Neurology & Neurosurgery Patient Stories

People who've faced the emotional and physical challenges of a brain or nervous system diagnosis didn't do so alone. The Cedars-Sinai Neurology and Neurosurgery team supports patients every step of the way, from testing and treatment to rehabilitation and recovery. Learn more about their journey to better health at this nationally ranked hospital for neurological services.

Mark Odle reached the peak of his law enforcement career. Then an epilepsy diagnosis brought him to a low point in his life. Today, he's free of seizures and independent.

When Lisa Simmons woke up with the sniffles on a gray day in 2017, she wasn't alarmed. It was November in Washington. A cold was nothing unusual. A week later, she felt better. Then her nose started running again. 

In 2018 Sarah Bowe woke up with a tingling sensation throughout her lower body. What happened next resulted in a misdiagnosis of MS resulting instead in a rare and only recently identified neuroimmune disorder called MOG antibody-associated disease.

For most of his adult life, Austen Specht couldn't live alone. If he wanted to swim, he needed a buddy with him. He wasn't allowed to drive or spend one-on-one time with his young son. But a surprise diagnosis changed all of that. 

Gabriel Goldberg, 44, compares having a stroke to being eaten by a shark. He knew what was happening, but couldn't stop it or guess what part of his body would be attacked next. He says his Cedars-Sinai care team didn't just save his life. "They also saved my quality of life."

Albert Parisi has been a brain cancer survivor for 23 years. He's shared the lessons he's learned during his healing with hundreds, counting them as blessings from his brain tumor.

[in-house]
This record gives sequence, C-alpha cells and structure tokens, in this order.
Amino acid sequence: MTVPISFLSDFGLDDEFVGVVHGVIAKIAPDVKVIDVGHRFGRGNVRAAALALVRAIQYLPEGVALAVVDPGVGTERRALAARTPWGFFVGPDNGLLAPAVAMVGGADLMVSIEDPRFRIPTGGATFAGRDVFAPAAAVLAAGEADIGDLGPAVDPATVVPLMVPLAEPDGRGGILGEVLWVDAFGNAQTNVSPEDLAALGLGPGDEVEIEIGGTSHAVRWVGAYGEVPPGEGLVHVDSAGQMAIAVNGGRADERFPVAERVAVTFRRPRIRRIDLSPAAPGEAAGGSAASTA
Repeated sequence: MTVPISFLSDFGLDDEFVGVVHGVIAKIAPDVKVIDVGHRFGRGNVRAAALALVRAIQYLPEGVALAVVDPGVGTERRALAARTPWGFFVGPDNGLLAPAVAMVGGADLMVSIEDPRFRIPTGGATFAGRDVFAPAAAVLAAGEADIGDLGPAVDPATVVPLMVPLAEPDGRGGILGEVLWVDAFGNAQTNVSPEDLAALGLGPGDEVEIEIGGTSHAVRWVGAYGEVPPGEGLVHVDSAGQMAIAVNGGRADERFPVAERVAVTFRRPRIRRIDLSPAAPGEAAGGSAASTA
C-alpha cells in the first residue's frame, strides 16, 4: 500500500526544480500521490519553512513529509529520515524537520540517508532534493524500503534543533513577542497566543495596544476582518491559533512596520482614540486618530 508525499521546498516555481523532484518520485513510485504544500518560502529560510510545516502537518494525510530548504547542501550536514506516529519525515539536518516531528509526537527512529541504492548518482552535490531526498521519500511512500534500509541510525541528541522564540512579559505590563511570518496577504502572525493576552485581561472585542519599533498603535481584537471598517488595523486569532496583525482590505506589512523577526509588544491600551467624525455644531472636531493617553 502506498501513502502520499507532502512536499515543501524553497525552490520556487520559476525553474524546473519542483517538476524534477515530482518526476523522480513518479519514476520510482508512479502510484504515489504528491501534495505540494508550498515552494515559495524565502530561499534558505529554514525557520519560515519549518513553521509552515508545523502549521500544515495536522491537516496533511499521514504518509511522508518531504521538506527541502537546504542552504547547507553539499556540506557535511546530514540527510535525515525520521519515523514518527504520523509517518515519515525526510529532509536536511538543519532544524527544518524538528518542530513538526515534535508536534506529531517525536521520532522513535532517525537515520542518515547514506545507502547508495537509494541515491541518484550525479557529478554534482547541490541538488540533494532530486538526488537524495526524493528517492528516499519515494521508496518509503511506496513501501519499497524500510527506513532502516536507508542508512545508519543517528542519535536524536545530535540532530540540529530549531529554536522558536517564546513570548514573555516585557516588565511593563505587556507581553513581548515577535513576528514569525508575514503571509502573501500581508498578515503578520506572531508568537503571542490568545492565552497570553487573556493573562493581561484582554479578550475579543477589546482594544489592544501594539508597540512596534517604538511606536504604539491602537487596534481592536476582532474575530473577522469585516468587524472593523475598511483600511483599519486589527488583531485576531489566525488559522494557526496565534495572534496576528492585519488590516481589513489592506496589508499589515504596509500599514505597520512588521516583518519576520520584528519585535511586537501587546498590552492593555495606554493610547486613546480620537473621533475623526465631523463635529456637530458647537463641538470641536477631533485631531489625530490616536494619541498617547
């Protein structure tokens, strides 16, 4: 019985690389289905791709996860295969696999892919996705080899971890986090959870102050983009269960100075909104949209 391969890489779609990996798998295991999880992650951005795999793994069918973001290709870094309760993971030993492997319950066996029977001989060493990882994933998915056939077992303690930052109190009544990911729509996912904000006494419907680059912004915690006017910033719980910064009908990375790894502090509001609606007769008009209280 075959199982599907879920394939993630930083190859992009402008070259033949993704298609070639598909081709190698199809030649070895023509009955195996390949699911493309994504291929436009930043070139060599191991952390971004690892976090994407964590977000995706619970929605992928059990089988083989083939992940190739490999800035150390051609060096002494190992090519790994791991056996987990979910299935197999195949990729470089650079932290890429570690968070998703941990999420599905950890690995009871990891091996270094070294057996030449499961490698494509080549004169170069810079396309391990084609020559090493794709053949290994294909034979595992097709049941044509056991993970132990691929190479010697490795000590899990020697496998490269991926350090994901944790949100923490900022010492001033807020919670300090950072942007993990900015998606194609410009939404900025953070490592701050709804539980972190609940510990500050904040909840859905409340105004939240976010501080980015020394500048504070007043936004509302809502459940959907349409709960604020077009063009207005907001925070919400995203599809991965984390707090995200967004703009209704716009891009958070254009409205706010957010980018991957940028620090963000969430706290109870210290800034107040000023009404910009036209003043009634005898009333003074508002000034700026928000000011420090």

Six brain tumors and 37 years after his melanoma diagnosis, Scott Erdman is one of the longest-living survivors of metastatic brain cancer.

Bernie LeSage faced down one of the best tennis players of all time, and learned an important lesson. Being in the game matters more than winning. Now he's facing Parkinson's disease with the same tenacity.

Bobbie Poledouris found freedom from Parkinson's disease in running. When the 71-year-old grandmother laces up her running shoes and gets moving, she can finish a 5K faster than far younger competitors.

Coach Lance McCullah is using the same lessons he gives to his varsity football players to face ALS.

Mary Huffman sums up her philosophy for living with ALS simply. She's going to Stephen Hawking her way through it. For her, that means being her best every day, and finding a way to help someone else.

Tanner Martin is the luckiest unlucky kid. He was born with a very rare and usually fatal brain condition. With three surgeries before his 3rd birthday, he's overcome the odds.

When Natalia Belle Jacke was lying on the cold marble tile of her bathroom floor unable to move, the first thoughts she had were of her family.

When Beth Johnson stood up from working at her computer one beautiful October evening, she noticed "a kind of funny feeling" in the back of her neck. Five days later, the sensation had become an excruciating headache that came on whenever she tried to stand or sit upright.

Linda Berghoff believes the best prescription for Parkinson's disease is dancing.

Looking at Beth Oringher now, you would never suspect that, at one point, she couldn't lift a spoon to put food into her mouth or confidently pour a glass of lemonade.

Anyone who wants insight into artist Michelle Constantine just needs to look at her work. You'll find elaborate quilts shaped like F-16 fighter jets, glittery silkscreens, or collages that represent geography of Los Angeles. Look a little more, and you'll see paintings of syringes and representations of drugs such as prednisone.

May 18 should have been a regular day for Wenping Kuo, a 48-year-old vegetarian, who practices Buddhism, doesn't drink or smoke, and meditates daily. But an ischemic stroke changed her path.

Marc Bennett makes his living helping people find answers. As a clinical psychologist with his own private practice, he's helped adults and couples face down a variety of issues over the years.

For some patients with multiple sclerosis, the usual course of treatment is enough to manage the disease's symptoms. Deven Townsel, however, needed something with a little more kick.